3
\$\begingroup\$

I have written this Perl code, and there is still more to add, however I was hoping that I could get some opinions on whether it could be written better.

Specifically, there is a central if-elsif structure. Should I make this a subroutine or not? What's best practice?

Also, look at the 2nd block of code, and let me know if it's worth it to change this to a subroutine (either put entire if-else into sub, or just the inner portion).

Generally, I'm just wondering if there are some better tricks to get the same job done. Perhaps using a array of hashes instead of array of arrays? For easier read. Would this prevent eq matches from appearing?

First, the declarations:

#!/usr/bin/perl

use strict;
use warnings FATAL => "all";
require 'verbTenseChanger.pl';

## -JUST FOR TESTING- ##
my $chapter_section = "chpt"."31_4";
my $search_key = "move";
my $category_id = "all";

# --- Files --- #
open(my $parse_corpus, '<', "parsed${chapter_section}.txt") or die $!;

# --- Different forms of the Searchword --- #
my @temp_changeverbforms = map changeVerbForm( $search_key, 0, $_ ), 1..4;
my @verbforms;
push (@verbforms, $search_key);# Watch extra for loop
foreach my $temp_changeverbforms (@temp_changeverbforms) {
    push (@verbforms, $temp_changeverbforms) unless ($temp_changeverbforms eq "");
}

# --- Variables for required info from parser --- #
my @entirechapter = <$parse_corpus>;
my $chapternumber;
my $sentencenumber;
my $sentence;
my $grammar_relation;
my $argument1;
my $argument2;
my @all_matches;

my $entirechapter = join ('',@entirechapter); ##Flatten file (make one big string)

#To get each sent. and info in one string:
my @sentblocks = split (/Parsing\s/,$entirechapter);##Remove "Parsing" which is on the line of the chptnumber
$chapternumber = $sentblocks[1]; ## file: chpt... will always be at [1]

# --- Retrieve necessary info from text --- #

#Loop through all the sentences, and for each check every form of searchverb
foreach my $sentblock (@sentblocks) {
    foreach my $verbform (@verbforms) { 
        ##"next" skips to next iteration of loop, substitute for an over-arching if statement
        next unless ($sentblock =~ /\b$verbform\b/i); ##Ensure the sentence contains the searchkey
        next unless ($sentblock =~ /\(VB\w*\s+\b$verbform\b\)\s+/i); ##Ensure searchkey is a verb
        #Sent.number and Sentence:
        next unless ($sentblock =~ /\[(sent. \d+) len. \d+\]: \[(.+)\]/); ##Remember, talking about the whole block here
        $sentencenumber = $1;
        $sentence = $2;
        $sentence =~ s/, / /g;

Here is the if-elsif that may or may not be converted to a subroutine:

        #Dependencies (relations and arguments):
        if ($category_id eq "all") {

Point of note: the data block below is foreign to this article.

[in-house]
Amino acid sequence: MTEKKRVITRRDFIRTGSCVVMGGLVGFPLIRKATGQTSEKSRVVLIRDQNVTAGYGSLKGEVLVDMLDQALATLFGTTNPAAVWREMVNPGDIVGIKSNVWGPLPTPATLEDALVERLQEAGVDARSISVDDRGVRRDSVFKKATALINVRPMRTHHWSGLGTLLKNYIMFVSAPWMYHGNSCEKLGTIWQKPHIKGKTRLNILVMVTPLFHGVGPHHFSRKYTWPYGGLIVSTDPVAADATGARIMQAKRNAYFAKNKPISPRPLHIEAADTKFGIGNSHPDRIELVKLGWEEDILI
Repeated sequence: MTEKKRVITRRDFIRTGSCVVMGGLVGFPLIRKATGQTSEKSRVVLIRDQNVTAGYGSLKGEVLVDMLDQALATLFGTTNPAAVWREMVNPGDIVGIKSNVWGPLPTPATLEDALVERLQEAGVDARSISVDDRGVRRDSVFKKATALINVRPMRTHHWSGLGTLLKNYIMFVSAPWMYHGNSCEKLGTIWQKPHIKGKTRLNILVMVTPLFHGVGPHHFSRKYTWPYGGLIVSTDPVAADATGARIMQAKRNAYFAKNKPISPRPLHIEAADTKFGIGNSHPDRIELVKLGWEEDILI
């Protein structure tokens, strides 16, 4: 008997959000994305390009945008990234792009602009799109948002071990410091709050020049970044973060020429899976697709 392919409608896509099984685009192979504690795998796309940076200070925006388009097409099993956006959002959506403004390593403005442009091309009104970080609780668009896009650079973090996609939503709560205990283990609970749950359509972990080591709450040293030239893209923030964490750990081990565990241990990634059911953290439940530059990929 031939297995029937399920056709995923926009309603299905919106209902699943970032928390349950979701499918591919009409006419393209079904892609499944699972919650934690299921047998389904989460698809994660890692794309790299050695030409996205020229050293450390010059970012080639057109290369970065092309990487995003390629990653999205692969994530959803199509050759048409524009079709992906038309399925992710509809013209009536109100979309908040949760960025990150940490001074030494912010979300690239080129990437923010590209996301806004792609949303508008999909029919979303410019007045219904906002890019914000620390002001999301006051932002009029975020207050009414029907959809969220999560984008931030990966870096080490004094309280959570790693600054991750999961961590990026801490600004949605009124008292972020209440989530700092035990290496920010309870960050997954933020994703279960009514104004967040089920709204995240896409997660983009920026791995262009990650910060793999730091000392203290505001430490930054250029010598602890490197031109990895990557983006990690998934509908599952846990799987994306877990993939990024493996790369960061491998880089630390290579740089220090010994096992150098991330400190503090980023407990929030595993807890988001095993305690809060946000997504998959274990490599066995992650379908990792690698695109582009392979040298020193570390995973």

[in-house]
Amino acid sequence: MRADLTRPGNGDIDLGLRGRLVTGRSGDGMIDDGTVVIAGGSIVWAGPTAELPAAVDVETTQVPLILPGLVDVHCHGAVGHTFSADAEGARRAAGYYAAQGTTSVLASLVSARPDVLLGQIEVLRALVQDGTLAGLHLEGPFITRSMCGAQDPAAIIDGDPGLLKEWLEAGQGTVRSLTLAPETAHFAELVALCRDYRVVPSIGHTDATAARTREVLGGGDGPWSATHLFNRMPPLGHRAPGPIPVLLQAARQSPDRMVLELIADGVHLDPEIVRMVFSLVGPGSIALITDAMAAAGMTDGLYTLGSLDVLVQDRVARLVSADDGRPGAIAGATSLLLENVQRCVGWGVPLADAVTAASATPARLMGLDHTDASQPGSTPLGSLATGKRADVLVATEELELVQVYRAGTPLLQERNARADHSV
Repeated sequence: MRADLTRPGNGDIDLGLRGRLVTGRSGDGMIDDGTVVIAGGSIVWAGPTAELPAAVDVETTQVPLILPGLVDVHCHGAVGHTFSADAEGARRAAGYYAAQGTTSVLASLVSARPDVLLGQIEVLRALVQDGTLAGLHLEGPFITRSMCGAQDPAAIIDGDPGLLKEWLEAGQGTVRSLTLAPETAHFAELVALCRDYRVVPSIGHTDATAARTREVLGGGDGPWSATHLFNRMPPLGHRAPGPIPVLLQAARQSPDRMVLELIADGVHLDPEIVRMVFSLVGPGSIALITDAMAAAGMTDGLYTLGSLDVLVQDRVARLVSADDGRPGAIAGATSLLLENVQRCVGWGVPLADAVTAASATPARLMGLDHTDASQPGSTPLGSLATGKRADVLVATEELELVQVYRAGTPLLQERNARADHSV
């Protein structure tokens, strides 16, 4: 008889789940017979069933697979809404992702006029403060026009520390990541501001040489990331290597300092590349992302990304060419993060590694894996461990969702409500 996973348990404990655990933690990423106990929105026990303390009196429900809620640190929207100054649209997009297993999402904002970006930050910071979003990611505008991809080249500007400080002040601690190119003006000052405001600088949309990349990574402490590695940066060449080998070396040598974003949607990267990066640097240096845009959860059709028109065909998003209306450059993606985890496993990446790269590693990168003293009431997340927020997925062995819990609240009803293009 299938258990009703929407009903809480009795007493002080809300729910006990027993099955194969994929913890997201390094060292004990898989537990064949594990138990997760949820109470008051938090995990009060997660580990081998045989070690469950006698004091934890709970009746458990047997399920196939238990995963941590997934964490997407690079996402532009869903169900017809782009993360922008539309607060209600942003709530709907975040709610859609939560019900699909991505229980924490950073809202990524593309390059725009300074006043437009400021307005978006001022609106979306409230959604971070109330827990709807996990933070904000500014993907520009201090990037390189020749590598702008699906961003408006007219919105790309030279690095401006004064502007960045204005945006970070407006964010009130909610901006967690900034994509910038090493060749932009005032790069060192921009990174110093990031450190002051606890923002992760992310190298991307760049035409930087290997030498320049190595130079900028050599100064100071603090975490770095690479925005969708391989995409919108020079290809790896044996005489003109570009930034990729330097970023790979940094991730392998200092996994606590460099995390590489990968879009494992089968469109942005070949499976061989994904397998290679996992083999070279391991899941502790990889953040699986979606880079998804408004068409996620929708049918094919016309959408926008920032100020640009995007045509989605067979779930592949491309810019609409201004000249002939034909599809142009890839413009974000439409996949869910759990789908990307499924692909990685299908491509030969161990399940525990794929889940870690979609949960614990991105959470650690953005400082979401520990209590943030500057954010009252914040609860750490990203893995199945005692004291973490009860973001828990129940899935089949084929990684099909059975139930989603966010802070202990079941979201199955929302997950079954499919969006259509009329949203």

my @lines = split ("\n",$sentblock); ##Split by a newline
            foreach my $line (@lines) {
                my @matches;
                next unless ($line =~ /\b$verbform\b/i); ##Ensure dependency contains searchword
                            ##NEXT LINE IS DIFFERENCE:
                next unless ($line =~ /subj\w*\(|obj\w*\(|prep\w*\(|xcomp\w*\(|agent\w*\(|purpcl\w*\(|conj_and\w*\(/); ##Ensure dependency only contains desired grammar relations
                next unless ($line =~ /(\w+)\((\w+)\-\d+\,\s(\w+)\-\d+\)/); ##Ensure dependency is a dependency AND get info from it
                $grammar_relation = $1;
                $argument1 = $2;
                $argument2 = $3;

                next if ($argument1 eq $argument2); ##Ensure 1st and 2nd argument aren't the same
                next if ($grammar_relation =~ /xcomp/i and $argument2 !~ /\b$verbform\b/i); ##Ensure for xcomp the searchword is the 2nd argument
                next if ($argument1 =~ /^\S$/ or $argument2 =~ /^\S$/); ##Exclude if argument is only 1 character

                push(@matches, $chapternumber, $sentencenumber, $sentence, $grammar_relation, $argument1, $argument2); ##All here, so either all get pushed or none (no holes in array)
                push @all_matches, \@matches;
            }
        }
        elsif ($category_id eq "subj") {
            my @lines = split ("\n",$sentblock); ##Split by a newline
            foreach my $line (@lines) {
                my @matches;
                next unless ($line =~ /\b$verbform\b/i); ##Ensure dependency contains searchword
                next unless ($line =~ /subj\w*\(|agent\w*\(/); ##Ensure dependency only contains desired grammar relations
                next unless ($line =~ /(\w+)\((\w+)\-\d+\,\s(\w+)\-\d+\)/); ##Ensure dependency is a dependency AND get info from it
                $grammar_relation = $1;
                $argument1 = $2;
                $argument2 = $3;

                next if ($argument1 eq $argument2); ##Ensure 1st and 2nd argument aren't the same
                next if ($argument1 =~ /^\S$/ or $argument2 =~ /^\S$/); ##Exclude if argument is only 1 character

                push(@matches, $chapternumber, $sentencenumber, $sentence, $grammar_relation, $argument1, $argument2);
                push @all_matches, \@matches;
            }
        }
        elsif ($category_id eq "xcomp") {
            my @lines = split ("\n",$sentblock); ##Split by a newline
            foreach my $line (@lines) {
                my @matches;
                next unless ($line =~ /\b$verbform\b/i); ##Ensure dependency contains searchword
                next unless ($line =~ /xcomp\w*\(|conj_and\w*\(|prep_by\w*\(|purpcl\w*\(/); ##Ensure dependency only contains desired grammar relations